Tacit, consistent, calm daily inclusivity will teach children their worth ~ and others’
For young children, images of angry protests in the news and polarized conversations in the car are confusing and disturbing. Make no mistake, these teachable moments about diversity will change the entire landscape of our country ~ one way or another. Calm, positive, simple conversations and an encouraging soundtrack can help children understand their worth and others’. Continue reading “Lead young children gently into inclusivity”
Parents can smooth the way back to school by helping students know what to expect in advance and being organized and orderly before school starts.
Going back to school creates a powerful mix of emotions. For ebullient extroverts and cautious introverts alike, from new students to those who did — and those who didn’t — have a happy year last year, the youngest to the oldest, the bottom line is: will I know what to do to fit in and be successful? Ultimately, will I be safe? Continue reading “School ready”
Communication is key at all ages.
It occurs to me that the measure of authentic attention we pay to our young children when they try to tell us about their interests will be exactly how much they want to tell us when they become teenagers and young adults. That is, if we notice what they notice and actively listen to what they offer as children, they will keep offering their interests and stories as they grow, and will trust us enough to keep sharing later when we ask. Continue reading “Respect in the details, part 2 ~ Listening”
August 4, 2018
Welcome to Seasons of Parenting’s new Web Recommendations feature. Today’s site offers a WEALTH of free motivational and educational resources for home, school and work. Here’s a sample for anyone helping reframe a problem.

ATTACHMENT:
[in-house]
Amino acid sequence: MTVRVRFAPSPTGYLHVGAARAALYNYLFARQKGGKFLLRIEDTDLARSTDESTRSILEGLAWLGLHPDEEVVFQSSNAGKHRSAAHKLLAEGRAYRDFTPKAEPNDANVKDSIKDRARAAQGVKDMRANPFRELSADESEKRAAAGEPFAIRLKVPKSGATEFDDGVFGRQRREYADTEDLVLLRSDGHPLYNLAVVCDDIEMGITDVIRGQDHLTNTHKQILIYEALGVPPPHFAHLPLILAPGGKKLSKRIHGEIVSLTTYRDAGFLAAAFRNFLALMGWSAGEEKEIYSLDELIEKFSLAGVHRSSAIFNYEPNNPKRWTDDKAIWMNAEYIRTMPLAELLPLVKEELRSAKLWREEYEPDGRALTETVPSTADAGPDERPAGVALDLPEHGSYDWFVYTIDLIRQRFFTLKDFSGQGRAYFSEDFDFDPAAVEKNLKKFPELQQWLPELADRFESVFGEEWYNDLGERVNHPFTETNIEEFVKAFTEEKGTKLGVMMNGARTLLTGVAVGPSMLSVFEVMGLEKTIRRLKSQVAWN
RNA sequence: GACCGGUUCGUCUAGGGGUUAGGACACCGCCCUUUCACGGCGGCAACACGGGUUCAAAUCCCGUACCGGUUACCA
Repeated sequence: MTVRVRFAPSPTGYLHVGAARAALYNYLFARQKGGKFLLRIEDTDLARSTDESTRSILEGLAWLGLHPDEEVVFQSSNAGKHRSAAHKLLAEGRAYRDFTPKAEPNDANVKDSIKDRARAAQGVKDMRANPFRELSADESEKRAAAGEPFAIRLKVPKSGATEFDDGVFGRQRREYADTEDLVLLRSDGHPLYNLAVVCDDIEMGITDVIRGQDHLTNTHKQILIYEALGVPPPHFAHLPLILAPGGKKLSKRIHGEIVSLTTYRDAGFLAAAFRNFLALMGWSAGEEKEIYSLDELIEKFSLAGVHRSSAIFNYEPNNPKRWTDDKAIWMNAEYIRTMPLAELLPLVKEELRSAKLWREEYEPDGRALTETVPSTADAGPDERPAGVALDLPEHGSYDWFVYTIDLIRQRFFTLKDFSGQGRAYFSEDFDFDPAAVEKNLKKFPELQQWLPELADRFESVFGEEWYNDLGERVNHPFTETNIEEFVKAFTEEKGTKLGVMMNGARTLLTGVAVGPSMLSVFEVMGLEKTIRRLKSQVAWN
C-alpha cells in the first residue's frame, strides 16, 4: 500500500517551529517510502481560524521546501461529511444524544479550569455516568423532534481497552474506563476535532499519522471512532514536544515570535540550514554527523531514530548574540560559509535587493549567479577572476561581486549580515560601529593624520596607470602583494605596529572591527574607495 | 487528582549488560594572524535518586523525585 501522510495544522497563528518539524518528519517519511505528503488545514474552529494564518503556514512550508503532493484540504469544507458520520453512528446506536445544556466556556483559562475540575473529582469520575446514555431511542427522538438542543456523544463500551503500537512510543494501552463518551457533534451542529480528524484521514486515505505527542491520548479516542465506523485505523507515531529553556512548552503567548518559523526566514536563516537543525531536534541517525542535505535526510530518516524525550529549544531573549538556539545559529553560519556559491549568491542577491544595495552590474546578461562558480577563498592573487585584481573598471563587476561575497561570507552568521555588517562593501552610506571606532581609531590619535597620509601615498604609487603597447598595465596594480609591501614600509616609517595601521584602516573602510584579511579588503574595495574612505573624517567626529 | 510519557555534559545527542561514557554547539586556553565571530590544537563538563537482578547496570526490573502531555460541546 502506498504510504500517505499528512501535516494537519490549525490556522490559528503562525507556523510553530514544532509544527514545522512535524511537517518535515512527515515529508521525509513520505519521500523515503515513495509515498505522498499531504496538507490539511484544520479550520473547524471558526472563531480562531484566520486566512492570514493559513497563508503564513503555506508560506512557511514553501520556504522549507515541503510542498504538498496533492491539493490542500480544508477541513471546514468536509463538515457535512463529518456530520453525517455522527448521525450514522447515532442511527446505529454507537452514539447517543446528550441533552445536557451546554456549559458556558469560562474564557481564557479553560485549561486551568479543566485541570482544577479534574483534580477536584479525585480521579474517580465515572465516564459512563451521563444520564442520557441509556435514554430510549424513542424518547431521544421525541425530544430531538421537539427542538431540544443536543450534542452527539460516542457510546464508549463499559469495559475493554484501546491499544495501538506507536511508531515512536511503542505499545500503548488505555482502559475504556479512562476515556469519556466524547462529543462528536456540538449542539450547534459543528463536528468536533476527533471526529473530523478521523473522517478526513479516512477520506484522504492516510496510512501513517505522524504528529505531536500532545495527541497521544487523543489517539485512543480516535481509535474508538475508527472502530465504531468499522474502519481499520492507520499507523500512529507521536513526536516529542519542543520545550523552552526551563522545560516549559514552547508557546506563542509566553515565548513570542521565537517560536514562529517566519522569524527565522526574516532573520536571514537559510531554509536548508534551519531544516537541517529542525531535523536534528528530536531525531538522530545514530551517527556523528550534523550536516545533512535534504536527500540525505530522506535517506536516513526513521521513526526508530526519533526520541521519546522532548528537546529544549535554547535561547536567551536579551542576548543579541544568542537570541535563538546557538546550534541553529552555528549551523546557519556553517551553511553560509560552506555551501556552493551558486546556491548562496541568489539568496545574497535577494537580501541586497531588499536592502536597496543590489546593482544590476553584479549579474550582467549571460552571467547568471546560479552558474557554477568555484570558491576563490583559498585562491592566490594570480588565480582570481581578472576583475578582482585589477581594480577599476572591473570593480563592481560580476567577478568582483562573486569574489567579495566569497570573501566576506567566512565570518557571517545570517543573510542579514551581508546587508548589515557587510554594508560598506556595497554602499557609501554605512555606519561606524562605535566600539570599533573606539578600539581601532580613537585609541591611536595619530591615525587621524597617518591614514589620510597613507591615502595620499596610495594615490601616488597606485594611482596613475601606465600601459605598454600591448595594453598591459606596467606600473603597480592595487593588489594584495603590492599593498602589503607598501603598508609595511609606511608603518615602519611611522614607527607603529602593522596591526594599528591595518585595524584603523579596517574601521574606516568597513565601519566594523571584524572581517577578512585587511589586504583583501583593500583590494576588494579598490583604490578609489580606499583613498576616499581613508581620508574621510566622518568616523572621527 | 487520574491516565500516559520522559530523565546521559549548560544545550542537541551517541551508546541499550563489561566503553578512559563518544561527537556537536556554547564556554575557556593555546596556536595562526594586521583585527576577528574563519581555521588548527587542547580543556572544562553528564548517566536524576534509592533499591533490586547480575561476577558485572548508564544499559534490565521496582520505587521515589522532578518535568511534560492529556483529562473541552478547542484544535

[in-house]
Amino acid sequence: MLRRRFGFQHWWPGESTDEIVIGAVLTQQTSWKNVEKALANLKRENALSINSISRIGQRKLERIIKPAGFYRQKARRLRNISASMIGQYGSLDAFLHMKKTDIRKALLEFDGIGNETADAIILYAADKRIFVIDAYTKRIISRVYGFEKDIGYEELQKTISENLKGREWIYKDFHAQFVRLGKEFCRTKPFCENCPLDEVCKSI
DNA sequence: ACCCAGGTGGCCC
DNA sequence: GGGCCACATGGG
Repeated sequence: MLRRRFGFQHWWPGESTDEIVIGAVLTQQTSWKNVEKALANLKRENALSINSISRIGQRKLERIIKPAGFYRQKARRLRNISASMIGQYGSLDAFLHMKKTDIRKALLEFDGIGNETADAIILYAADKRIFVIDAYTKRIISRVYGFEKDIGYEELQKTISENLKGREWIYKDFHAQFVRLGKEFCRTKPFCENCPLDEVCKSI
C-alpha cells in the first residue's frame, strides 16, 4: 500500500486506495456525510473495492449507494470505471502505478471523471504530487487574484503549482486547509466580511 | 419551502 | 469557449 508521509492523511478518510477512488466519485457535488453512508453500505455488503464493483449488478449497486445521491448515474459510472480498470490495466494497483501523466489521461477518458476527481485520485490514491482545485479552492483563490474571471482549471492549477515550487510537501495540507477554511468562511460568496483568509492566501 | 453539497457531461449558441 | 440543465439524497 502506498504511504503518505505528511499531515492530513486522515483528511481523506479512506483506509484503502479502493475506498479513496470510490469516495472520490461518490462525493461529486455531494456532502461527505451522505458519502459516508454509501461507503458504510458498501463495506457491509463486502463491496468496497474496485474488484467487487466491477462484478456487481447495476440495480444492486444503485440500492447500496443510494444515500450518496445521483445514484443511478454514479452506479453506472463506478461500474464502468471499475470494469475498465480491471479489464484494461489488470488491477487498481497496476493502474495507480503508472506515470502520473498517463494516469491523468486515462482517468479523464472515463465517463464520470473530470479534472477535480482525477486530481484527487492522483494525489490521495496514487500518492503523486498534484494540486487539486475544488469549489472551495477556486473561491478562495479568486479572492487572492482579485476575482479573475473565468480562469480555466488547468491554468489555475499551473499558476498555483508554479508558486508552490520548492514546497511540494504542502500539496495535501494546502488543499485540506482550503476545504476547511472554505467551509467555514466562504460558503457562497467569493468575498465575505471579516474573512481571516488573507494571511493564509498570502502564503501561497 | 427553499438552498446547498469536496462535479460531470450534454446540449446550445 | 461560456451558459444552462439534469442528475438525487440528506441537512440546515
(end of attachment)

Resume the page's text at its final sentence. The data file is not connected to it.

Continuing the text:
Continue reading “Web recommendations”
Welcome to the tutoring project of Seasons of Parenting which grew out of three needs —
* additional help for students who are a little behind but nearly holding their own,
* extra help to fill in gaps for students who are much stronger in some areas than others,
* and for a brand new model of teaching for children and youth whose pace and ability to assimilate information don’t match well to public school settings.
Whether you have a preschool child who needs to take an additional year to be ready for kindergarten; an elementary, middle, or high school student who needs a skilled, patient partner to reach grade level expectations; or a student with physical, mental, or emotional challenges who needs a new way to think and learn, I would love to talk with you.
Welcome to Think, Write, Read!
(217) 546-6806, firstname.lastname@example.org
June 5, 2018
I love children’s curiosity! LOVE it! I’ve learned so many interesting things because I was mother to a curious child. Continue reading “Show respect in the details, part 1”
I was incredulous this week and, in an instant, so terribly sad when I asked the students in my class to write three things about themselves they wish every teacher knew about them. One student who has struggled with every kind of esteem and behavior issue in the book wrote on his card: I’m a bad boy.
Continue reading ““I’m a bad boy.””
It happens. —The late-night wet bed or stomach flu. — The backseat upset tummy. — Stuck in a long line, waiting room or laundromat, thirsty and anxious with nothing to do. It’s never convenient, but it can be much easier with very little preparation.
Continue reading “Low-stress solutions for young families, part 1”
Who hasn’t done it? – You’re tired, the kids are tired, but you need bread and bananas and wearily head to the store. The experience can either bring stress and sadness or build relationships. Here are tips for your trip, and a suggestion for the rest of us.
Continue reading “Crying in the cart”
I began a short-term teaching assignment this week in five public school classes. I put the chairs in a circle and didn’t make seating charts so I could watch the students come in, choose their spots, make their alliances, and figure out the lay of the land in their own ways.
“Sit anywhere,” I said at the door on the first day. Continue reading “Same seats ~ On settling in before stepping out”